Building unions prepare to defy code

The CFMEU construction union has pledged to fight new laws aimed at stripping workers’ conditions and pushing the union off building sites.

A new federal Building Code, introduced alongside the Australian Building and Construction Commission (ABCC), will ban companies from federal government tenders if they refuse to comply with its rules.

The new Code prohibits a range of clauses from inclusion in Enterprise Bargaining Agreements, in an effort to frustrate union efforts to effectively organise workers.

The CFMEU is refusing to renegotiate existing Enterprise Bargaining deals that contain banned clauses. A number of the existing, lawful agreements have over two years left before they expire. The union’s National Secretary Dave Noonan told building companies, “we’re not going to give those conditions away and give you a code-compliant agreement just because you ask.”

He said the union was willing to resist the new Code, “by all means available”.

This is exactly the kind of defiant stand needed to stop Turnbull’s anti-worker attacks over penalty rates, the Building Code and the ABCC. The national stop-work rallies held in March saw thousands of construction workers defy the law to take strike action protesting the new laws.

Many of the large building companies have non-compliant agreements. This could see around 1500 building companies excluded from the lucrative multi-million government projects.

They are desperate to finalise new agreements by the September deadline.

This sets the scene for a serious industrial fight against the Turnbull government and major building companies. If builders with existing non-compliant union agreements are excluded from government tenders, other companies may try to adopt non-union agreements in order to get the work.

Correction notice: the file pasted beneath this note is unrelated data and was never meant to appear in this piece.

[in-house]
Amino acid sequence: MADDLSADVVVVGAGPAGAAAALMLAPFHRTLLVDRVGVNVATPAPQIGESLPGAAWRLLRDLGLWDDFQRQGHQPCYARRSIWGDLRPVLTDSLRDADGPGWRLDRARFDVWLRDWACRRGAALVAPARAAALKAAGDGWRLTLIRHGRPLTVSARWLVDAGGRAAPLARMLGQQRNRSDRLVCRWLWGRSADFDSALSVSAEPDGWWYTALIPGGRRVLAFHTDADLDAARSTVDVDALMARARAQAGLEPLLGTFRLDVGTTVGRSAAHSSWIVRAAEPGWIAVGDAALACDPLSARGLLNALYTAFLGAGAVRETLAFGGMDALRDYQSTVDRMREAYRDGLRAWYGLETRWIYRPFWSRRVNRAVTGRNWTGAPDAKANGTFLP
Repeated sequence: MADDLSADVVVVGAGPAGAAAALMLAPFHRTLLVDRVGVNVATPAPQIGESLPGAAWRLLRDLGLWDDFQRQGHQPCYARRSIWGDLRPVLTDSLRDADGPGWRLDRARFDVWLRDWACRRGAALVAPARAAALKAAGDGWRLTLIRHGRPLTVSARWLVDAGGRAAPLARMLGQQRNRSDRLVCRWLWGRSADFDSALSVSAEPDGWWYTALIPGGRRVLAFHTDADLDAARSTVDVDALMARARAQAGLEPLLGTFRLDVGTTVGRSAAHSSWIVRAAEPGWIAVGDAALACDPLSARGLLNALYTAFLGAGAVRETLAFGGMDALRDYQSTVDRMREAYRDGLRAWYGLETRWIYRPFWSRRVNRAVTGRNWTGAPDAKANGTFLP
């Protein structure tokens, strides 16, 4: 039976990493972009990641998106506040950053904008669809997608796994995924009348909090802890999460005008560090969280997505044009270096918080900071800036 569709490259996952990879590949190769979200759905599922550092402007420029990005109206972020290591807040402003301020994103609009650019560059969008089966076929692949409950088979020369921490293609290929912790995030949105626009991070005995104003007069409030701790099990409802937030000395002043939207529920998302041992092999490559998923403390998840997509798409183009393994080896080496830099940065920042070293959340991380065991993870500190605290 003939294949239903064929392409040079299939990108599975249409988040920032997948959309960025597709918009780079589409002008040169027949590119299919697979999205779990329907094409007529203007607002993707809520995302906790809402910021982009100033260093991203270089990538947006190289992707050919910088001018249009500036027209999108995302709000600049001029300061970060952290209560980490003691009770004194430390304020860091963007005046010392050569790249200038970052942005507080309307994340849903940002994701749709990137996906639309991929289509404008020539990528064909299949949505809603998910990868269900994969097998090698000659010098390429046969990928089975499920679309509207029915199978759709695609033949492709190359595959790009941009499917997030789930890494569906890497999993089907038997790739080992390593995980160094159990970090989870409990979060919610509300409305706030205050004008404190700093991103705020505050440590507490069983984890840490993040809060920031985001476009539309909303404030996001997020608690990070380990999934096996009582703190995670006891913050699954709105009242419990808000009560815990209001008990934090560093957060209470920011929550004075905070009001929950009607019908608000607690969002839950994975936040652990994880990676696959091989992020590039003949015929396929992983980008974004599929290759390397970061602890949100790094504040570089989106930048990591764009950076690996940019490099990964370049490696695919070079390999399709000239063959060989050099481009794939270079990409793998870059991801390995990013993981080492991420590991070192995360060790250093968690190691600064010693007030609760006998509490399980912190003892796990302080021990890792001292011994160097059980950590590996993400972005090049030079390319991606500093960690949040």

But a number of enterprise bargaining agreements also commit the union to re-negotiating to comply with the Building Code. Lendlease’s agreement covering NSW, Victoria, Tasmania and the ACT, finalised in November last year, allows the company to terminate the agreement in order to negotiate a new Code compliant deal.

It will take the threat of serious and sustained industrial action against companies to force them to live with the non-compliant agreements.

Conditions threatened

The Code is a serious threat to construction workers’ conditions and union rights. It would ban unions having any additional rights to enter workplaces for induction sessions, safety checks or to hold union meetings.

It would also eliminate conditions including guaranteed days off for Christmas Day and other public holidays, the requirement for an equal site rate covering all contractors, and limits on ordinary working hours that prevent excessive overtime. Requirements to employ a certain number of apprentices on a site would also disappear.

The broad wording of the Code, which attempts to ban any clause that would, “impose limits on the… company to manage its business or to improve productivity”, could potentially strike down many other conditions as well.

Construction unions have also campaigned against the Code by saying it would mean “more temporary visa workers”, through banning clauses that restrict the use of 457 visa workers on sites. But measures that are designed to drive 457 visa workers from their jobs, or set unions up to police workers’ immigration status, can only divide the workforce. The unions should be trying to draw 457 visa workers into the fight for jobs and better conditions, not trying to exclude them.

The re-introduction of the ABCC means the law is even more stacked against unions in construction, with large fines for exercising the basic right to strike. Beating the Code and staring down the ABCC means these bad laws will need to be broken.

By James Supple


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